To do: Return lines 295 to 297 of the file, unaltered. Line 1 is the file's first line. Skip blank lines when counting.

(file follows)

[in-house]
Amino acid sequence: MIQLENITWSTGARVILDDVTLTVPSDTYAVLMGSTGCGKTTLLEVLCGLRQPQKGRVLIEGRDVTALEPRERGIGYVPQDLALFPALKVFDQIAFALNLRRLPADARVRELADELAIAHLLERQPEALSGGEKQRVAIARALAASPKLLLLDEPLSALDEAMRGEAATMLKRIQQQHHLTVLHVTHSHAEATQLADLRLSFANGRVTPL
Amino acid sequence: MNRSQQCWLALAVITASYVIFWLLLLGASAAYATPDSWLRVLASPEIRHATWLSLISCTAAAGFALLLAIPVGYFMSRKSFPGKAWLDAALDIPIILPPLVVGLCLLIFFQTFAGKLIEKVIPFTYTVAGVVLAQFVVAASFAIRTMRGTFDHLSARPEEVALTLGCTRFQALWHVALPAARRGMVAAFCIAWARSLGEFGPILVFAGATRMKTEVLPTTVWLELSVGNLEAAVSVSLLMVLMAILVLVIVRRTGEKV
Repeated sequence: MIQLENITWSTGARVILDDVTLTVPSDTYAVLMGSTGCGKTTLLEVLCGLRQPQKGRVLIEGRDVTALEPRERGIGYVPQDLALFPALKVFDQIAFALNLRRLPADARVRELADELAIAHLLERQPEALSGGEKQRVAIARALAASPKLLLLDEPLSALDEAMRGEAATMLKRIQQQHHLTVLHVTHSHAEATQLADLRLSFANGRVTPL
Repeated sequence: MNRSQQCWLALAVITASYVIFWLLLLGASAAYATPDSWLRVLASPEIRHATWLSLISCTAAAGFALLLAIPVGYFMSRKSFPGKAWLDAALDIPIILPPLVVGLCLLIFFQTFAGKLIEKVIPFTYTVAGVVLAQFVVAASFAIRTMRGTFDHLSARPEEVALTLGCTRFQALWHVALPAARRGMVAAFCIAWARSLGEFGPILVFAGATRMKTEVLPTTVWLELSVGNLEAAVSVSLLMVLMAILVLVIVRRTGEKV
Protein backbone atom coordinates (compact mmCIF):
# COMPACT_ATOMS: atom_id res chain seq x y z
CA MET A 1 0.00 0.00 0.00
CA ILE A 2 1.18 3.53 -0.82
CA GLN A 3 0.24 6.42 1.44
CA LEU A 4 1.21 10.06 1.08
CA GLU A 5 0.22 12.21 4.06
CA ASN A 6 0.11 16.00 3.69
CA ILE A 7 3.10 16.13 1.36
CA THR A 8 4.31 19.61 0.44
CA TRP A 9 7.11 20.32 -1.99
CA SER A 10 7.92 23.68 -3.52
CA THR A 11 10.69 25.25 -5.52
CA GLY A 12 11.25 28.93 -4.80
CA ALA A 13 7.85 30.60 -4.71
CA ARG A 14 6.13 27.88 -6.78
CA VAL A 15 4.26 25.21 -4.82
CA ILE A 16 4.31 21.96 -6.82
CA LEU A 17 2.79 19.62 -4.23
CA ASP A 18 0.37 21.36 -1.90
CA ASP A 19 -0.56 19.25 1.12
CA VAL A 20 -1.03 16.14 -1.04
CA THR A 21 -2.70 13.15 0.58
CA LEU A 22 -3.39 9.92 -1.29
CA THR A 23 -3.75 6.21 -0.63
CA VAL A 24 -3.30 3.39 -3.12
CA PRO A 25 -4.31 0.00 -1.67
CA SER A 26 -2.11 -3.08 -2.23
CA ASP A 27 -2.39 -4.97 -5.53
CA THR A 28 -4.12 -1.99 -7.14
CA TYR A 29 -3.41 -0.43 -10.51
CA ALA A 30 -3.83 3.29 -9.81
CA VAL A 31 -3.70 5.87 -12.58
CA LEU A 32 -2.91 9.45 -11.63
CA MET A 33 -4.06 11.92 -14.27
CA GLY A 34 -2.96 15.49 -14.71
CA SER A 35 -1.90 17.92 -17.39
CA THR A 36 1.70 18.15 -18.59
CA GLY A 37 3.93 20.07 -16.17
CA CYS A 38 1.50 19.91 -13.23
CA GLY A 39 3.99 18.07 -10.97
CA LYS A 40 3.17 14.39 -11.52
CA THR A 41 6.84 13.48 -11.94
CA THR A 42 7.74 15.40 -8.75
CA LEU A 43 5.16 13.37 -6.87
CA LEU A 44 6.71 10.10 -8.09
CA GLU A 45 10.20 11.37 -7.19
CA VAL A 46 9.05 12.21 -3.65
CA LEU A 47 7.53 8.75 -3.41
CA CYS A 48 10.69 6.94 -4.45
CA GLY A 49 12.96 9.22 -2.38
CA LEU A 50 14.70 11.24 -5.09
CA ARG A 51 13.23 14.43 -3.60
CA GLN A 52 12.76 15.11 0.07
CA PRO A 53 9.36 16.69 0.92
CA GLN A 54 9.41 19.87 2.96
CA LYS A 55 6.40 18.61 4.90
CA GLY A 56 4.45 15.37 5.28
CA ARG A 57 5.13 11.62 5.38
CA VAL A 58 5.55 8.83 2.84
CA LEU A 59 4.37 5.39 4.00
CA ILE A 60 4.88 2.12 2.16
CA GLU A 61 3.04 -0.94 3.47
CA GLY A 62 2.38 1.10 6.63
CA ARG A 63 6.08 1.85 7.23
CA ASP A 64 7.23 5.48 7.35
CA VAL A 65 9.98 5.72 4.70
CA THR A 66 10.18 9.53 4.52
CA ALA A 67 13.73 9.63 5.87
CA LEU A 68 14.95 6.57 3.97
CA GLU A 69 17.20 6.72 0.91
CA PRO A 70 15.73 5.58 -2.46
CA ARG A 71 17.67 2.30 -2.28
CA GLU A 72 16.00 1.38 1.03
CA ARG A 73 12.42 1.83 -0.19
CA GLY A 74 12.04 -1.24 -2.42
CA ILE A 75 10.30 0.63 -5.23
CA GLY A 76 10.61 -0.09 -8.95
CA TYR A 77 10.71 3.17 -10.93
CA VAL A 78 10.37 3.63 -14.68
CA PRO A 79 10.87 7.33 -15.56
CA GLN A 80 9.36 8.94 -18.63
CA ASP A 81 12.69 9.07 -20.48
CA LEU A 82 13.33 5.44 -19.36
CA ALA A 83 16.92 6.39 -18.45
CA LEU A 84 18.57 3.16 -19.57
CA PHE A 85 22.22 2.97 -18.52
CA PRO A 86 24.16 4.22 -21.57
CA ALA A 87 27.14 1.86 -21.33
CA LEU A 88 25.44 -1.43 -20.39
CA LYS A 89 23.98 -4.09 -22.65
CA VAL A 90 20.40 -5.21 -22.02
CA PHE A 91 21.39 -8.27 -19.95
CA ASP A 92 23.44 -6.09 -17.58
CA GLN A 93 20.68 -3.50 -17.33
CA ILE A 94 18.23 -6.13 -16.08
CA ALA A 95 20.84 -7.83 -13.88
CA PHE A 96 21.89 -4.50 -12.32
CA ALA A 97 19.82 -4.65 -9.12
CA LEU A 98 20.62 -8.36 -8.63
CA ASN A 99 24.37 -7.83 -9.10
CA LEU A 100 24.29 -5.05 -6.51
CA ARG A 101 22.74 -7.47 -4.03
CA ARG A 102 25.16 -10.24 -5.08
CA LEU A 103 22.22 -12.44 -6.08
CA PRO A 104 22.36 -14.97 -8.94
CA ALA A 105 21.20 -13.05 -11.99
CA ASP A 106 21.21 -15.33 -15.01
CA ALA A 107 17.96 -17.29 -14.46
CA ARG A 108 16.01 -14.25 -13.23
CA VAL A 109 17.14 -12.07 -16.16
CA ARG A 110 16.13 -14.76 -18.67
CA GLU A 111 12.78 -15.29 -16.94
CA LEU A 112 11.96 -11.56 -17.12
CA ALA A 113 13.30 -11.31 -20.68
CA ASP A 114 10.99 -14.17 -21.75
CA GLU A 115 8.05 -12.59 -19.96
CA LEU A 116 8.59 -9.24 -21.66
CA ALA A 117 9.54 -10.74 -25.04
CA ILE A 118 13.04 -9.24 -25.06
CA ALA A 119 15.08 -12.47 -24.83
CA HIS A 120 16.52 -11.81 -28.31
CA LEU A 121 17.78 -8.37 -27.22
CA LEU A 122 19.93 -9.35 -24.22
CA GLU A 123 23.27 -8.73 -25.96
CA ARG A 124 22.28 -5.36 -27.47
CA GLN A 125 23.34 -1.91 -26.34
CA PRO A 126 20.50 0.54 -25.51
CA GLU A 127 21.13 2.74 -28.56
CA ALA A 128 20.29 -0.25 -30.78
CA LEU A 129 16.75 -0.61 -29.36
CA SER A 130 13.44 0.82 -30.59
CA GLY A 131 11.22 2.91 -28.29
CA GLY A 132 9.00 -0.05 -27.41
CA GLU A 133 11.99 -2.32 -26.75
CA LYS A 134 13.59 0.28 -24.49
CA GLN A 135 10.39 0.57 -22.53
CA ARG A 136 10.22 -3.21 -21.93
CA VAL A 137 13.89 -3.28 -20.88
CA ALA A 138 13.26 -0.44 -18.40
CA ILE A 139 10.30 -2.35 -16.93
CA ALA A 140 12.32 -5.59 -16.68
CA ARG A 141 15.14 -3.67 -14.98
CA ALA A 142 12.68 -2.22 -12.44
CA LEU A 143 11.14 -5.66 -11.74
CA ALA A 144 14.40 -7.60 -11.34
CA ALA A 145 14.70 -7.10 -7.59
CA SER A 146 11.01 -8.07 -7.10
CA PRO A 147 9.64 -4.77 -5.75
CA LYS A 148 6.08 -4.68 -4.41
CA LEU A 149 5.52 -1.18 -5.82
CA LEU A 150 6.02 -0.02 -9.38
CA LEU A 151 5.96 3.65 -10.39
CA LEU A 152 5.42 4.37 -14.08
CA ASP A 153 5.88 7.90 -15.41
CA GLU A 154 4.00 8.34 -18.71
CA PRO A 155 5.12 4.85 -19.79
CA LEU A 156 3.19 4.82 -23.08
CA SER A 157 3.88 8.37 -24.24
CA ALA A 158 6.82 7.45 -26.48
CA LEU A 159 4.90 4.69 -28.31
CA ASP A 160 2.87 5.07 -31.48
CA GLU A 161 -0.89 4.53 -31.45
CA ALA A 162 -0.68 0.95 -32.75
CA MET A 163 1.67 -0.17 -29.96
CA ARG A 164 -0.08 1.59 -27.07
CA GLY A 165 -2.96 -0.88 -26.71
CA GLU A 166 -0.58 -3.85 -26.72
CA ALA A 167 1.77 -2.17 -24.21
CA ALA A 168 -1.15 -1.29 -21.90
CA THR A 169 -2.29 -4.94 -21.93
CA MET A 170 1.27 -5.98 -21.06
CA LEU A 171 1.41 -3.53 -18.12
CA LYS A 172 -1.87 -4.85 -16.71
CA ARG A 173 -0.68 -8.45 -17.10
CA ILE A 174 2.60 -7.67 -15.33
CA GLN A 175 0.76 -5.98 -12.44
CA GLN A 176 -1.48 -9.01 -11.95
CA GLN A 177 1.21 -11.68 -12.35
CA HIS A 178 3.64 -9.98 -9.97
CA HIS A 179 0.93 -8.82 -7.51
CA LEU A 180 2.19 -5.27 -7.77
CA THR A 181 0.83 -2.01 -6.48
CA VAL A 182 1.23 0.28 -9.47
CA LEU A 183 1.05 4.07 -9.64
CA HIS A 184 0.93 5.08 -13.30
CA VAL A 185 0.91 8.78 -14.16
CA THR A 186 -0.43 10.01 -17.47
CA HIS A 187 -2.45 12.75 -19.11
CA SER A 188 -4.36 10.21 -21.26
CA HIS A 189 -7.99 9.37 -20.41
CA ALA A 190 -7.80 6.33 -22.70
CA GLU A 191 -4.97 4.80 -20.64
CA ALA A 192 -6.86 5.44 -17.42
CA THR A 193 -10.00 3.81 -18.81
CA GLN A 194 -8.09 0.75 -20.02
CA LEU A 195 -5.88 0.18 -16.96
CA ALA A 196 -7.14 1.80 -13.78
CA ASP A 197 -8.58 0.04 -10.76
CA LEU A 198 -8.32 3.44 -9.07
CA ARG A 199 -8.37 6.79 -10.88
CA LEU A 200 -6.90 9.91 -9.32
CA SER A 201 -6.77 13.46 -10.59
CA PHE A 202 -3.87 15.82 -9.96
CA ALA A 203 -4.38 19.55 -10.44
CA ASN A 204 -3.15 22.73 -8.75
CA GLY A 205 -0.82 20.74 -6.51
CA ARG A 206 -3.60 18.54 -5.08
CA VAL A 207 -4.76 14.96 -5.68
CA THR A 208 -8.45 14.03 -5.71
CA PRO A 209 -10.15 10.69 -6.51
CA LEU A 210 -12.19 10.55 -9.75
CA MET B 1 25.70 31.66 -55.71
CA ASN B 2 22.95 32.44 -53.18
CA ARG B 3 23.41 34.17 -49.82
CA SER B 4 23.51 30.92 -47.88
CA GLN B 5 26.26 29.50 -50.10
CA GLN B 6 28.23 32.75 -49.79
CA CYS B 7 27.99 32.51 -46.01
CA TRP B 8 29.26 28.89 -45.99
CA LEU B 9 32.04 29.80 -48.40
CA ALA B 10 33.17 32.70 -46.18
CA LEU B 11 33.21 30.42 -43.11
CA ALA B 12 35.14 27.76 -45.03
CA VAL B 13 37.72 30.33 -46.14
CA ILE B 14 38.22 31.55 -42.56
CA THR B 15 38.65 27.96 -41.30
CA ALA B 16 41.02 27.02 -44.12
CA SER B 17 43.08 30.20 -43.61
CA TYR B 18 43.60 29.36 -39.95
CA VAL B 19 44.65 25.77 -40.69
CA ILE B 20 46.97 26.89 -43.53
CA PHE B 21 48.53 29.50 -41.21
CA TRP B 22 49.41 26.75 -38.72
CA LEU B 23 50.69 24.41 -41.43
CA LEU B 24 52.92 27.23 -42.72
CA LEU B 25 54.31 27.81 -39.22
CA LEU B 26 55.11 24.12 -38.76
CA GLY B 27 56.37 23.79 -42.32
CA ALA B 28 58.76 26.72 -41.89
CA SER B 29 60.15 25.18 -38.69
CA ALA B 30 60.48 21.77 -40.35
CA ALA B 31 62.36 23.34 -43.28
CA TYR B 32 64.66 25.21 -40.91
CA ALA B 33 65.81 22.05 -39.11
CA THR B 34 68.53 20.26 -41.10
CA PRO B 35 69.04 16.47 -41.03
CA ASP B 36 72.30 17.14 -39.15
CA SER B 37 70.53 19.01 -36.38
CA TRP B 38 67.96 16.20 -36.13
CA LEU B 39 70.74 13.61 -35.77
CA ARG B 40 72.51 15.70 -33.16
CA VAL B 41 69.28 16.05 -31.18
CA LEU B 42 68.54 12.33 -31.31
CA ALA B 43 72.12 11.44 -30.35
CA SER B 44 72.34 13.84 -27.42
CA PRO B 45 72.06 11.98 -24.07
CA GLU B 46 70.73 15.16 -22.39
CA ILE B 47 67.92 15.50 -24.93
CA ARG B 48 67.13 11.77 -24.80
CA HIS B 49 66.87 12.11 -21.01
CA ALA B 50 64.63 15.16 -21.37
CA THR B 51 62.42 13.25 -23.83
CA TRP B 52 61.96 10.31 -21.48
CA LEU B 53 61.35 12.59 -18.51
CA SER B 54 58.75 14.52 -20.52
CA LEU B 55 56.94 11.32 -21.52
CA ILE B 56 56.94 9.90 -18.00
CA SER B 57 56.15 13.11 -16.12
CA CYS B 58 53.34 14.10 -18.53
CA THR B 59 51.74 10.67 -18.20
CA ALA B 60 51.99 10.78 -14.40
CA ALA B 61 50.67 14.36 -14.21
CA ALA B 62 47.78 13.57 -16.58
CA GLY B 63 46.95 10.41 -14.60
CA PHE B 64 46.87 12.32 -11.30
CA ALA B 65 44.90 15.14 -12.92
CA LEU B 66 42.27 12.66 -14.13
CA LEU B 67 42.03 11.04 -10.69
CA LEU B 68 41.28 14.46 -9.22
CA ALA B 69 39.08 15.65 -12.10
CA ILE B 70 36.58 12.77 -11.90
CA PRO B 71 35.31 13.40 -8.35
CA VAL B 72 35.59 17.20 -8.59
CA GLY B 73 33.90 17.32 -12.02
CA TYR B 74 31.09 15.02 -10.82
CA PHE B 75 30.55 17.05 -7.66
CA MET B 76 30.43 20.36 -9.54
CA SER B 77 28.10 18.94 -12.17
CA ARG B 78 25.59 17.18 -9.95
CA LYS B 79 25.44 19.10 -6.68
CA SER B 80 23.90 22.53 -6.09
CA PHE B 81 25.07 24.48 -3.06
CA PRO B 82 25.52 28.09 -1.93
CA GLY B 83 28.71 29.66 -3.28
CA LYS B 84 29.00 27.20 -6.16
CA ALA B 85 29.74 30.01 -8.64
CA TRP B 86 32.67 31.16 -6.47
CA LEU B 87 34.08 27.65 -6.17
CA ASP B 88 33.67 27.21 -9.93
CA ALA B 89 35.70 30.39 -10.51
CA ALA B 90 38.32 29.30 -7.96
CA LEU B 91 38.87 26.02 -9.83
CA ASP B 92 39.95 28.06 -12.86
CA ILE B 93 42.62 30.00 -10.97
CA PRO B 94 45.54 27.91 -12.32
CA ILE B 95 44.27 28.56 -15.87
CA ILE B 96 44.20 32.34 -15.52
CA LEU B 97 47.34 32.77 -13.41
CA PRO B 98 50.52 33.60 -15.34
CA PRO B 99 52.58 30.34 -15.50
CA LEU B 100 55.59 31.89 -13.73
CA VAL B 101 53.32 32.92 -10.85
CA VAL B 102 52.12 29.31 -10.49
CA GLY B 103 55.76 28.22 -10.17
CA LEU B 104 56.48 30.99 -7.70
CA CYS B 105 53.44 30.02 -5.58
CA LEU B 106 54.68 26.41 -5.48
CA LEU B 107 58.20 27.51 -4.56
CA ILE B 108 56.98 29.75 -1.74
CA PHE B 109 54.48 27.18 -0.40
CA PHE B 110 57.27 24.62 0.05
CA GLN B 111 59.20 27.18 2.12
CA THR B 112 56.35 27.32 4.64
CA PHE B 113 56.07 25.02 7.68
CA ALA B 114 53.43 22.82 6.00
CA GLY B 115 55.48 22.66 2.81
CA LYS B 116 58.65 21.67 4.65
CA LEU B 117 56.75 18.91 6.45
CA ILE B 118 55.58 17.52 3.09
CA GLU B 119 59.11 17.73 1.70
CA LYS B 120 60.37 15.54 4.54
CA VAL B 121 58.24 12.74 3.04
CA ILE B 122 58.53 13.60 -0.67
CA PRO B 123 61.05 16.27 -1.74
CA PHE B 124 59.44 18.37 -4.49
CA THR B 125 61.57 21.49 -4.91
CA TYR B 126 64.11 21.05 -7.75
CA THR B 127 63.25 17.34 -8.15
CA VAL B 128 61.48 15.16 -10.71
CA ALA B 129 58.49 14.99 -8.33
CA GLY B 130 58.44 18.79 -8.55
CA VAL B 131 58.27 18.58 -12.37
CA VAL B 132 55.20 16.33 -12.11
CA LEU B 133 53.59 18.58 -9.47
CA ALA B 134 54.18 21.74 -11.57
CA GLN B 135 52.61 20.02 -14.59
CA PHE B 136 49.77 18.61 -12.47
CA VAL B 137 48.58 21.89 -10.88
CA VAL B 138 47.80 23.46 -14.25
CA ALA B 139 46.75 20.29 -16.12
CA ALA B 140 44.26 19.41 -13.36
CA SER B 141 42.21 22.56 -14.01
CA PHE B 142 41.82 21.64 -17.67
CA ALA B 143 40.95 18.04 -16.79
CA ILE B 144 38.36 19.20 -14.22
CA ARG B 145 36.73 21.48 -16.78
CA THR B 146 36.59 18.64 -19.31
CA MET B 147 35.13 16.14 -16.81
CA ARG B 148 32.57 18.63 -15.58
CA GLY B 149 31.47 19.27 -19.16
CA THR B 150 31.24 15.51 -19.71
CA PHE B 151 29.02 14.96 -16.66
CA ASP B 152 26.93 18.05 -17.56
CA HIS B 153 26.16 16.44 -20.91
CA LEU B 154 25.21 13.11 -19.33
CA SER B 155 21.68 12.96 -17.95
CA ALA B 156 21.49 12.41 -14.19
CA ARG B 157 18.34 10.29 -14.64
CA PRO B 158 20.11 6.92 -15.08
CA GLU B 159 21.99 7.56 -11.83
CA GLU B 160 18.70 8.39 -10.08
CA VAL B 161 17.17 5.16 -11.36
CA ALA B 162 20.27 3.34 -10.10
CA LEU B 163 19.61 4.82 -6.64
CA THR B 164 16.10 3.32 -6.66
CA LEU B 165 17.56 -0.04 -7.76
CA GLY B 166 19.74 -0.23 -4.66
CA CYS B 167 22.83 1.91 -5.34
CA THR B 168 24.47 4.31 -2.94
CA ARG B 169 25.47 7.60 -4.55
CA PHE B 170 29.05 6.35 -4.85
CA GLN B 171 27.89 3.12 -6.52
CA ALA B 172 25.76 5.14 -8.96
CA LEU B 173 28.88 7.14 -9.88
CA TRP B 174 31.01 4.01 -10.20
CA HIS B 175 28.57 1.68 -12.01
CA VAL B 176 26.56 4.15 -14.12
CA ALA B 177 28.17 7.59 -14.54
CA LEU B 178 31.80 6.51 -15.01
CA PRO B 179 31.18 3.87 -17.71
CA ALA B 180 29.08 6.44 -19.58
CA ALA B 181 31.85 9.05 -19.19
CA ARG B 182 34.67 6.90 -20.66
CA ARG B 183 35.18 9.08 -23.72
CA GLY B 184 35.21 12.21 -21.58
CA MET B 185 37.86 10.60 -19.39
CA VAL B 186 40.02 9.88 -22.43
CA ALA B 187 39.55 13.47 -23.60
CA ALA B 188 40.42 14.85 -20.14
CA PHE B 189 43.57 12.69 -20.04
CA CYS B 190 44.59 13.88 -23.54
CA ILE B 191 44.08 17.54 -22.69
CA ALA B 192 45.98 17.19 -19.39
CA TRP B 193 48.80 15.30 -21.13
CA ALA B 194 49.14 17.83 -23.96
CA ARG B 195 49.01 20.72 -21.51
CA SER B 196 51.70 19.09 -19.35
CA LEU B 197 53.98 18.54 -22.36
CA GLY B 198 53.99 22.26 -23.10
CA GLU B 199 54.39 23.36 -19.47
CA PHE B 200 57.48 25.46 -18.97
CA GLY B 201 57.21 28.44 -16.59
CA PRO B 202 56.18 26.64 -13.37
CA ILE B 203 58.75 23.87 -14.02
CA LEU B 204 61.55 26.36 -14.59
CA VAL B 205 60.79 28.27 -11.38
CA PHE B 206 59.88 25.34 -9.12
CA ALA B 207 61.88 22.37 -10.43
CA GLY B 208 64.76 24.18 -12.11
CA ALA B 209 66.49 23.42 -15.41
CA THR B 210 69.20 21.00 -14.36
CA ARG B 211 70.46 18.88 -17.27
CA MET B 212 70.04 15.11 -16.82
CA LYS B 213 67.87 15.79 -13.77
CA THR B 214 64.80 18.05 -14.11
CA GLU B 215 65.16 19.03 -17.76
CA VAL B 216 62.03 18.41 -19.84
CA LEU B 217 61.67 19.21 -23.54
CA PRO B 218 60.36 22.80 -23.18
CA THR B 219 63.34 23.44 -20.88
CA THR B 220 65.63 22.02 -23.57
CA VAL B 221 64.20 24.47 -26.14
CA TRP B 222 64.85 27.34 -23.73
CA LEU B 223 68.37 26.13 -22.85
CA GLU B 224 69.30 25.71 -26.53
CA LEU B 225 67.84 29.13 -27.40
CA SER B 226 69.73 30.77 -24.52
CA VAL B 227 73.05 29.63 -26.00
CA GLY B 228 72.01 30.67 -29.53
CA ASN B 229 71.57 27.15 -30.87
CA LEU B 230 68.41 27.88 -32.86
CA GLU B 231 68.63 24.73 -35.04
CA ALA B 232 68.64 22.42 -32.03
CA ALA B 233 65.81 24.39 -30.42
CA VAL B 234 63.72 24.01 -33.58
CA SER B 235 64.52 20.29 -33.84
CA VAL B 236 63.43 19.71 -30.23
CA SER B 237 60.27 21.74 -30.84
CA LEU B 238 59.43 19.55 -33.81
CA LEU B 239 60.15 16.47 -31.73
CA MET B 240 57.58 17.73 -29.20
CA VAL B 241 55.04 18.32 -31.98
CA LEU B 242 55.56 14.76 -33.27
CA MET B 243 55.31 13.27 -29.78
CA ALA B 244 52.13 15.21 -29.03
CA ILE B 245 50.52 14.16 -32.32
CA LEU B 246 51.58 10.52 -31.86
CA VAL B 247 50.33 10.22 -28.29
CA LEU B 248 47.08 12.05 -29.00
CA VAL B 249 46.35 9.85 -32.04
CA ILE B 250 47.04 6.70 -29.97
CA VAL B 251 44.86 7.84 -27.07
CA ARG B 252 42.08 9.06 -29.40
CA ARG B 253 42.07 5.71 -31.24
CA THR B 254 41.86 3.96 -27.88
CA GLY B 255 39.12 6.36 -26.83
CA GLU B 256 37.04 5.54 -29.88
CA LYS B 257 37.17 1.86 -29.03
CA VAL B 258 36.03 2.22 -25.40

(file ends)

CA ARG B 78 25.59 17.18 -9.95
CA LYS B 79 25.44 19.10 -6.68
CA SER B 80 23.90 22.53 -6.09